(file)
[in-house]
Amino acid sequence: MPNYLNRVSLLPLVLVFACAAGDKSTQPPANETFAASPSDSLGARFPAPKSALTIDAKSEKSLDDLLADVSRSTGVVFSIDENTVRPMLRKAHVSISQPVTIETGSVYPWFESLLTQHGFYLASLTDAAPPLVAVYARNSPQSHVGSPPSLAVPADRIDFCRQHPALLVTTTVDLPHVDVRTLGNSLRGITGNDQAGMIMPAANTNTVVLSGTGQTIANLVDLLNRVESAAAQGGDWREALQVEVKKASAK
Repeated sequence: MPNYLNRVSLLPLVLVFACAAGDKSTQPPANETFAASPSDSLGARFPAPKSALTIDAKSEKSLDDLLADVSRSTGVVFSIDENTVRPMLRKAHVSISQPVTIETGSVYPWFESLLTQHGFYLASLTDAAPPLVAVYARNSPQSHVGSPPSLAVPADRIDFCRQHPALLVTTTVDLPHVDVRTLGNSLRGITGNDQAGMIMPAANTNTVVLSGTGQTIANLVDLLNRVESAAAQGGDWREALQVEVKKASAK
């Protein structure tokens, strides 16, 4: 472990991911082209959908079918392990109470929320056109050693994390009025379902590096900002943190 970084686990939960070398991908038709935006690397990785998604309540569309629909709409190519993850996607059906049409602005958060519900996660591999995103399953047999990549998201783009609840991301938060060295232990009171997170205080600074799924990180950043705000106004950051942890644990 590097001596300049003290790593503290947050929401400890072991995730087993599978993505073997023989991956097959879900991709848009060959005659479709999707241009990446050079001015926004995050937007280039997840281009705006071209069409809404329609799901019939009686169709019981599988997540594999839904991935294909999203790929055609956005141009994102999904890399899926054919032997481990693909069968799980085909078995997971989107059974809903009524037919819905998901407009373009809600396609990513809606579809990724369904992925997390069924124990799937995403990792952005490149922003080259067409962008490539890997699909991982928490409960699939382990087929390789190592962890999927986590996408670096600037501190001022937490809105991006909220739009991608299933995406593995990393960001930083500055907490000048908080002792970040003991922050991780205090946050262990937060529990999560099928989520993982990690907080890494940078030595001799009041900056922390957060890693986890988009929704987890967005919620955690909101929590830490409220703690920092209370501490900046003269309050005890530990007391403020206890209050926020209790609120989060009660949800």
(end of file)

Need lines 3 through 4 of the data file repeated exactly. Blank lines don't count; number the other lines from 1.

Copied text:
Repeated sequence: MPNYLNRVSLLPLVLVFACAAGDKSTQPPANETFAASPSDSLGARFPAPKSALTIDAKSEKSLDDLLADVSRSTGVVFSIDENTVRPMLRKAHVSISQPVTIETGSVYPWFESLLTQHGFYLASLTDAAPPLVAVYARNSPQSHVGSPPSLAVPADRIDFCRQHPALLVTTTVDLPHVDVRTLGNSLRGITGNDQAGMIMPAANTNTVVLSGTGQTIANLVDLLNRVESAAAQGGDWREALQVEVKKASAK
């Protein structure tokens, strides 16, 4: 472990991911082209959908079918392990109470929320056109050693994390009025379902590096900002943190 970084686990939960070398991908038709935006690397990785998604309540569309629909709409190519993850996607059906049409602005958060519900996660591999995103399953047999990549998201783009609840991301938060060295232990009171997170205080600074799924990180950043705000106004950051942890644990 590097001596300049003290790593503290947050929401400890072991995730087993599978993505073997023989991956097959879900991709848009060959005659479709999707241009990446050079001015926004995050937007280039997840281009705006071209069409809404329609799901019939009686169709019981599988997540594999839904991935294909999203790929055609956005141009994102999904890399899926054919032997481990693909069968799980085909078995997971989107059974809903009524037919819905998901407009373009809600396609990513809606579809990724369904992925997390069924124990799937995403990792952005490149922003080259067409962008490539890997699909991982928490409960699939382990087929390789190592962890999927986590996408670096600037501190001022937490809105991006909220739009991608299933995406593995990393960001930083500055907490000048908080002792970040003991922050991780205090946050262990937060529990999560099928989520993982990690907080890494940078030595001799009041900056922390957060890693986890988009929704987890967005919620955690909101929590830490409220703690920092209370501490900046003269309050005890530990007391403020206890209050926020209790609120989060009660949800």